News & Events

Reversal on Default Judgment on Liability

Members of the firm’s Product Liability Group and Appellate and Written Advocacy Group recently obtained a reversal of a default judgment on liability in a products liability action in which plaintiffs sought over $15 million in damages.  BB Buggies, Inc. v. Leon, 2014 Miss. LEXIS 372 (Miss. July 31, 2014).  Members of the Butler Snow team included Robert A. Miller,  William P. (Will) ThomasKyle V. Miller and LeAnn W. Nealey.

BB Buggies and Textron, among other Bad Boy entities, were sued by the parents of a 14-year old minor who was seriously injured when the Bad Boy Buggies electric vehicle she was operating over-turned. Butler Snow was called when Textron and BB Buggies learned a default judgment had been entered against them on an amended complaint.

A motion to set aside the default judgment was quickly filed, raising, among other arguments, the argument that the default judgment was void because the amended complaint was improperly served.  Alternatively the defendants argued the judgment should be set aside because Textron and BB Buggies had numerous defenses to the underlying action; no prejudice would result to plaintiffs because defendants acted quickly in moving to set aside the default judgment; and the loss of rights gained solely by default is not “prejudice” under the test applied in deciding whether a default judgment should be set aside.  The trial court disagreed and refused to set aside the default.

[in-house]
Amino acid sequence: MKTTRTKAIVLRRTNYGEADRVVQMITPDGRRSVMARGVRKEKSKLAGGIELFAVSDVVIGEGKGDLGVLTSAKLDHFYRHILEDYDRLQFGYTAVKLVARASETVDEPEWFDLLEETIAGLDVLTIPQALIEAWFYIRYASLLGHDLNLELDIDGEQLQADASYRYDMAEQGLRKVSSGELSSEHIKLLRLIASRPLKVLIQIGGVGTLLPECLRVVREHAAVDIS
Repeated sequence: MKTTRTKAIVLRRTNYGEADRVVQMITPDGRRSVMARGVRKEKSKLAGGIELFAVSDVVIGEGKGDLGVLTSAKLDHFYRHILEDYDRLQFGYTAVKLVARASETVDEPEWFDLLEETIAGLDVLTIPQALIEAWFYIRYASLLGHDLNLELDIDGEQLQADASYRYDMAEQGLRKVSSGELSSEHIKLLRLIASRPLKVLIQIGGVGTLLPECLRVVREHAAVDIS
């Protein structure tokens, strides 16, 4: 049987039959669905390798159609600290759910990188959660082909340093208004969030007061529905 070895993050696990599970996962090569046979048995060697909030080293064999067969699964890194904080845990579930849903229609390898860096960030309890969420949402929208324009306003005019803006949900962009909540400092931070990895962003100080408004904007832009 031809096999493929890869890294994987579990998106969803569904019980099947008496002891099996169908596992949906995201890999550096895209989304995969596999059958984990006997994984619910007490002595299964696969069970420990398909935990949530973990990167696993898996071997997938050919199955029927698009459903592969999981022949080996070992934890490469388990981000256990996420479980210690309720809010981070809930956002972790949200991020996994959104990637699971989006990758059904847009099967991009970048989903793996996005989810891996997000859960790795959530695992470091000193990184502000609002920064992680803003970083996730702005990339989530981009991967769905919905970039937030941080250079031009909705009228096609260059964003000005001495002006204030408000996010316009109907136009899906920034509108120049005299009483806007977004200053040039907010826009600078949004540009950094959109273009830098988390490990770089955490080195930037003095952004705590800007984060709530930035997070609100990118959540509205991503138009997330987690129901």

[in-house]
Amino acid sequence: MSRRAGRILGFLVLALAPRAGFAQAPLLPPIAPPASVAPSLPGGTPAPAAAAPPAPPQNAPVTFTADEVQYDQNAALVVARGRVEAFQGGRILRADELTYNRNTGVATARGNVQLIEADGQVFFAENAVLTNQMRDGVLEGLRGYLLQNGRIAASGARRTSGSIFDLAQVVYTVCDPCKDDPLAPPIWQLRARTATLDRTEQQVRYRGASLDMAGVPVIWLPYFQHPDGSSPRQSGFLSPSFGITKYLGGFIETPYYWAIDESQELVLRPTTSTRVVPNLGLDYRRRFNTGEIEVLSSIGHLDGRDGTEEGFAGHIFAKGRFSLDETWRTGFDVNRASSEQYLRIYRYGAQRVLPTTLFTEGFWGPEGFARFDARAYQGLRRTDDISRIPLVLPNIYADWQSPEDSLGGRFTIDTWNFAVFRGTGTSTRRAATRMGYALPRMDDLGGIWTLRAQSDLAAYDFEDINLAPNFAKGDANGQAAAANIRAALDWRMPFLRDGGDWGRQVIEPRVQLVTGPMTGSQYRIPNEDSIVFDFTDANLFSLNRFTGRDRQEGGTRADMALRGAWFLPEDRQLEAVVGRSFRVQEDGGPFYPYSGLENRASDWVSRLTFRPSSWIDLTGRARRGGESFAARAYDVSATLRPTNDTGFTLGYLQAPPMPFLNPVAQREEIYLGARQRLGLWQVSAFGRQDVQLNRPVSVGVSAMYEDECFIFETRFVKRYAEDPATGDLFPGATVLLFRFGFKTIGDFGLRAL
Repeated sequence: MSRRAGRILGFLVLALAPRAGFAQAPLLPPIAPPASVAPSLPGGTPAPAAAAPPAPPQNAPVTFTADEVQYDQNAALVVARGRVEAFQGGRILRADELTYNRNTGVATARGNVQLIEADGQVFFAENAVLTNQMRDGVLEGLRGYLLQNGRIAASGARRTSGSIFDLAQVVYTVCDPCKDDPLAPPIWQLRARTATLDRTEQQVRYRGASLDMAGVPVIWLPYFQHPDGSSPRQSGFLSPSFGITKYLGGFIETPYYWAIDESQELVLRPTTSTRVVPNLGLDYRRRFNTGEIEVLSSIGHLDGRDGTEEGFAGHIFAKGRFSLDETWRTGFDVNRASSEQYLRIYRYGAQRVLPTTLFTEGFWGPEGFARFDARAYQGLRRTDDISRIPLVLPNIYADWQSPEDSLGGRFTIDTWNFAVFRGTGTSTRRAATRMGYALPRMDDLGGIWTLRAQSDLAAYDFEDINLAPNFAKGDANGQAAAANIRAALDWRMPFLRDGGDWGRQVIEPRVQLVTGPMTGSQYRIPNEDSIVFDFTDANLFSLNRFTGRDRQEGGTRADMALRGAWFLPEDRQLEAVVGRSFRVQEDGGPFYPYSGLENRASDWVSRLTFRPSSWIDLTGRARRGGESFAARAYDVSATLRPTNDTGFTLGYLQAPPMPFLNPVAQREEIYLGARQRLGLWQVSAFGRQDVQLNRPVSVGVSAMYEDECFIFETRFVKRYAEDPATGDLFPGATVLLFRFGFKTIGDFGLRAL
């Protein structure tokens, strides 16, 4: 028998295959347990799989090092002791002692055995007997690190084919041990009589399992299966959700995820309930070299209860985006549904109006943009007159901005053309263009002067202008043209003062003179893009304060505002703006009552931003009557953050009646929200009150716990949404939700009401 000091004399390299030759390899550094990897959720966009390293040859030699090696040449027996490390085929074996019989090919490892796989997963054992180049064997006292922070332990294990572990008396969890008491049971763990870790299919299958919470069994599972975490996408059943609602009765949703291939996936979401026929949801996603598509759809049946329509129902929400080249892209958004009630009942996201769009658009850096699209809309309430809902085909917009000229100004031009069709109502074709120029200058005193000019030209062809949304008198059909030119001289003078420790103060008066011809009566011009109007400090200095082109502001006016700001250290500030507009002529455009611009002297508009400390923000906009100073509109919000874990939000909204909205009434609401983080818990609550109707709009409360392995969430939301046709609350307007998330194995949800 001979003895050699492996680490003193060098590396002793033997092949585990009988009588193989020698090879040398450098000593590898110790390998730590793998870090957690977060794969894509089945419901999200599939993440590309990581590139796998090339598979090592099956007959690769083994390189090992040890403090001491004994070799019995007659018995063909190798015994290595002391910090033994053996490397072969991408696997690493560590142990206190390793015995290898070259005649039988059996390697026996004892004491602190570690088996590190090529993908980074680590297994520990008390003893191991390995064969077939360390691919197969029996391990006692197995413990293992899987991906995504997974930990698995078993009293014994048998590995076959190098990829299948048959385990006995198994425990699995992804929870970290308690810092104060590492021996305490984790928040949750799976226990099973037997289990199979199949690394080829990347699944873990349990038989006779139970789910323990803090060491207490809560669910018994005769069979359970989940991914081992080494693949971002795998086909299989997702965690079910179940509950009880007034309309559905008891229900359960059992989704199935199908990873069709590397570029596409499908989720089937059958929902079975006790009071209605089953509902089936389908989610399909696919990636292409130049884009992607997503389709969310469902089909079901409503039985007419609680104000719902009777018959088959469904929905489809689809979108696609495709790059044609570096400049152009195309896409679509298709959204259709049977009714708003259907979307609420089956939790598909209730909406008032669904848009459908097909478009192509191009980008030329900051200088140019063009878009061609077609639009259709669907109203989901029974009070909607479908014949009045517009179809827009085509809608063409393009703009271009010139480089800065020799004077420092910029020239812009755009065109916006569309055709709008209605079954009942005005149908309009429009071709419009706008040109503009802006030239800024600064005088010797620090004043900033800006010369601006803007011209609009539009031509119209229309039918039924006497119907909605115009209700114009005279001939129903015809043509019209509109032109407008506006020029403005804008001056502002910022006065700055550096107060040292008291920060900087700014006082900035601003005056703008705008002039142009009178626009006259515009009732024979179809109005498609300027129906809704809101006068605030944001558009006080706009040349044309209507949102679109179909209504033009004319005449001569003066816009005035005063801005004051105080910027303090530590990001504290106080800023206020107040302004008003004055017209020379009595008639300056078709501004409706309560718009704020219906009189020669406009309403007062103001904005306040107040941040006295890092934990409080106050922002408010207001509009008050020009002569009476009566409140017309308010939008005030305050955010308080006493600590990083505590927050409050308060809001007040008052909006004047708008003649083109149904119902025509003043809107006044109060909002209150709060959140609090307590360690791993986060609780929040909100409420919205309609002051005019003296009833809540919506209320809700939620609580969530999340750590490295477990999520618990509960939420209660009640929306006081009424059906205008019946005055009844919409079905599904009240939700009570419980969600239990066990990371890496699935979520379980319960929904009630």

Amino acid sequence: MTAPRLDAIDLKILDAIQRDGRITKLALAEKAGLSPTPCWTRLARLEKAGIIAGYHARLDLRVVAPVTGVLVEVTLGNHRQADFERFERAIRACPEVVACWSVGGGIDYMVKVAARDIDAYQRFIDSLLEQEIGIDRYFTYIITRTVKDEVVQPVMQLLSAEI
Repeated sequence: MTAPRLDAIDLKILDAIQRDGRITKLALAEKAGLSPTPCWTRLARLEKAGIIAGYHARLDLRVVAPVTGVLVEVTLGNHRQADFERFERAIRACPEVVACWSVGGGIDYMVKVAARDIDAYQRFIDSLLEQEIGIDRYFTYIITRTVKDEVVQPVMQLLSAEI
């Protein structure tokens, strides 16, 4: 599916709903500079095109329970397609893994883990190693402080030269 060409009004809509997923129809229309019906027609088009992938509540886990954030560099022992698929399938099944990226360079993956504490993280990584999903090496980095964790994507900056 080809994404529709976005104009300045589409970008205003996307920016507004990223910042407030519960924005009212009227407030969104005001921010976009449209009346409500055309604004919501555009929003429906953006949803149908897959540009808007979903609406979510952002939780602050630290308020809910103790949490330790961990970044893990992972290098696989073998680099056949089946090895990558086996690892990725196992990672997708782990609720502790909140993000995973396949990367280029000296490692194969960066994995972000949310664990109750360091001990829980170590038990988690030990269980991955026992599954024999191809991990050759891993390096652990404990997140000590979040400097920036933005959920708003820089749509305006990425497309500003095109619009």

On interlocutory appeal, the Mississippi Supreme Court, after oral argument, issued an en banc decision reversing the trial court, finding it abused its discretion in failing to set the judgment aside.  The Court recognized, in particular, defendants’ numerous defenses to the underlying action and quick action in moving to set the default judgment aside. As to the “prejudice” factor, the Court held that the fact that plaintiffs would be required to go to trial and prove their case is not sufficient reason, alone, to find prejudice, and the trial court abused its discretion in so holding.

Three justices concurred in result only, believing that the default judgment was void because the amended complaint, which raised new claims, should have been served under the heightened, formal requirements of Rule 4. Because it was never properly served, the trial court was without jurisdiction to enter the default judgment on the amended complaint, and thus the judgment was void.